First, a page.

The idea of peak oil caught the world’s imagination a decade ago. Peak oil, the point in time when the maximum rate of global oil extraction is reached, after which the rate of production would get into terminal decline, was supposed to be sometime in 2007, 2008 or 2009 — depending on who you were talking to.
The most important fallout of the idea that the world was running out of oil was large investments in companies and technologies trying to make alternative energy sources viable. Oil was all but written off as a vestige of the last century.
Much of this has changed. Spectacular discoveries of conventional oil and gas in Brazil, Angola and Australia, and a huge growth in unconventional oil and gas have changed the equation on reserves. New studies released in the last two months reflect this.
Scottish oil research firm Wood Mackenzie, in a report, has valued the upstream (oil exploration and production) business globally at approximately $3.2 trillion, not including exploration acreage or assets owned by national oil companies and governments.
Iain Brown, Wood Mackenzie’s upstream manager, says the discussion has changed and expectations are that oil prices will stay high (over $70 a barrel). But Wood Mackenzie’s long-term oil supply forecast shows a slow, but steady shift towards heavier grades. This includes a major contribution from oil sands. Technology has also played a big role in adding to the reserves. This gives hope to energy-starved India, where exploration has been limited to a few basins. Unconventional gas, which made waves in the United States, is gaining in prominence in the rest of the world too.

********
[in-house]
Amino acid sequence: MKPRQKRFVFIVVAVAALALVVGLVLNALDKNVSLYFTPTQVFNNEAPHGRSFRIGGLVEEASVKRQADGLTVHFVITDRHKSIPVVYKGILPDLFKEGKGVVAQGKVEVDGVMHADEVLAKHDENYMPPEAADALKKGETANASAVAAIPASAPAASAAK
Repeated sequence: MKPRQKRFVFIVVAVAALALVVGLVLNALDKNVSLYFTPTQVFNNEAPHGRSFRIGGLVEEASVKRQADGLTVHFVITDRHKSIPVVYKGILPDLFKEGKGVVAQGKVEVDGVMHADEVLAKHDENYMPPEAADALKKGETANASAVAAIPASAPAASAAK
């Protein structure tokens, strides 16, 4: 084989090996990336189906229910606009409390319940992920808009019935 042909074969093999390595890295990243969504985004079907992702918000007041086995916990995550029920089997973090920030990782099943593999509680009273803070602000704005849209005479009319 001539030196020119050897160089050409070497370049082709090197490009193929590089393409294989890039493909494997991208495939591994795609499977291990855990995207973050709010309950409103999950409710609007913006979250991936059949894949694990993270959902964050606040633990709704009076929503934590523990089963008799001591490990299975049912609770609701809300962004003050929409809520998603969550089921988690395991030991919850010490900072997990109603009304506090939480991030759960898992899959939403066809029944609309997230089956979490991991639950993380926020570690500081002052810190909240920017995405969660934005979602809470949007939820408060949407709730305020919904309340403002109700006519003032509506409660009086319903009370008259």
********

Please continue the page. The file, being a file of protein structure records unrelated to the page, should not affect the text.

Among those who still subscribe to the peak oil theory are geologist Colin Campbell and Jean Laherrère, a well-known petroleum engineer. In their book, The End of Cheap Oil, published in 1998, their main assertions were that no large oil provinces are left to be found and technology will not significantly increase the amount of oil ultimately recovered. Though Campbell’s prediction was off the mark, it is true that its extraction faces bigger challenges. Shale gas production is caught in litigation and the risks of taking oil out from deeper waters and unspoiled areas like the Arctic are yet to be addressed satisfactorily.
(This story appears in the 21 October, 2011 issue of Forbes India. To visit our Archives, click here.)